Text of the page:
Ken Blanchardleadershipmanagementsuccess

Is a Leaders Role to Serve Others?

I just completed reading, “The Secret: What Great Leaders Know – And Do”, another excellent Ken Blanchard book. This is not to be confused with another book of the same name by Rhonda Byrne, which I have not yet read. Blanchard teams up with Mark Miller who is the Vice President of Training and Development at Chick-Fil-A. Ken and Mark tell a story of a young manager named Debbie who is struggling in her new position. She enlists in the company’s new leadership mentoring program and is partnered with the head of the company (Jeff) where he teaches her the basic principles of leadership using the SERVE model. Jeff created the acronym, SERVE, to help him in remembering the five key practices of great leaders.

The “S” stands for “See the Future.” We have all heard this before. All great leaders seem to have outstanding vision toward the future and are seemingly able to see things transform before they actually do. As a leader in small business, we must create and maintain a vision of what we want our businesses to be. If it very difficult to travel the long road of success without knowing where you are going. Find out where you want to go, create a map, and stick as closely to your planned route as possible.

The “E” stands for “Engage and Develop Others.” For small business owners, this means that you must have the right employees in the right roles. You must hire the right people. Never underestimate the cost, financial, emotional, physical or time, that you incur from hiring the wrong people. Also, make sure you involve your team members along the way, making them part of the decision making processes. If you are going to achieve the vision you set forth above, you need the buy-in of every employee you have. You need to have as many people working toward your vision as possible.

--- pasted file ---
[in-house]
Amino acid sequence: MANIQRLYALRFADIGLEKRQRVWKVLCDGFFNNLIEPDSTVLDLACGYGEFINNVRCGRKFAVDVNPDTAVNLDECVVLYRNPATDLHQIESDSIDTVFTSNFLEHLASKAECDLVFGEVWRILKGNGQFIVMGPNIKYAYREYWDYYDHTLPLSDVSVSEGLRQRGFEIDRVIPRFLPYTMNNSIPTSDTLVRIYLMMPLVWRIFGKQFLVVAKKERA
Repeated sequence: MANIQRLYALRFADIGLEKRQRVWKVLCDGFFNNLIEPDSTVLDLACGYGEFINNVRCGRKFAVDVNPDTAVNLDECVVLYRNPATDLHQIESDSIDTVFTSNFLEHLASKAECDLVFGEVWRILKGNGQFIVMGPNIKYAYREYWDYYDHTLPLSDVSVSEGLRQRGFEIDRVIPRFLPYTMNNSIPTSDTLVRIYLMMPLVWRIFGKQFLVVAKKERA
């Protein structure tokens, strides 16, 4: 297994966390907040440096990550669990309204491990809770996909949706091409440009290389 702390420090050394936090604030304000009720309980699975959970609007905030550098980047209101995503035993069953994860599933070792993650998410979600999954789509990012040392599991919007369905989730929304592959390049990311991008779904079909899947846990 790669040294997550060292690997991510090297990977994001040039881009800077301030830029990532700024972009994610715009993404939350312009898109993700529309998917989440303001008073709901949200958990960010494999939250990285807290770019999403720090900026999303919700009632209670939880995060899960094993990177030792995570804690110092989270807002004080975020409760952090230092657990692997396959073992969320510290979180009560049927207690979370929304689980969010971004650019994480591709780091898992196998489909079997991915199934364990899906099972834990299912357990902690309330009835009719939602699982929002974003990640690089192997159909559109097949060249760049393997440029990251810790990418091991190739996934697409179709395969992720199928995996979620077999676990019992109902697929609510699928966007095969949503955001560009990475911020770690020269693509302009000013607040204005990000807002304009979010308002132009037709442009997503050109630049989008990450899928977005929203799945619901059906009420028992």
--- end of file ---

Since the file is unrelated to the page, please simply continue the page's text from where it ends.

The “R” stands for “Reinvent Continuously.” In your business, are you still doing things exactly the way you did 10 years ago? In order to maximize your success and to achieve the vision set forth above, it is important to always be looking for new ways to do things – regardless of what those things are. Always be looking for new ways to improve yourself and to learn more ways to do things. A line that stood out in the book for me was, “If you stop learning, you stop leading.”

The “V” stands for “Value Results and Relationships.” Notice how the line is not just value results. If all you care about is results, your employees will quickly realize this. Would you be motivated if you knew the only thing your boss cared about was results – regardless of its affects on the employees? This is where the leader must be able to listen, invest time getting to know his employees, care deeply for them and to accentuate the positive in the things that they do. See: Whale Done!

The second “E” stands for “Embody the Values.” In order to reach your full potential as a leader, your employees must trust you and they must trust what you say. If you tell your employees that customers are important, but your actions suggest otherwise, then your customers are not going to be very important to your employees. You need to profess what the core values of your business are and embody them. Live these values yourself and set the example for your employees.

I highly recommend this book for anyone in a leadership role – especially if you are new. The book is an extremely fast read – possibly a one nighter – at only 115 pages. If you have ever read a Ken Blanchard book before, you know that the story pulls you in unlike few management/business books do.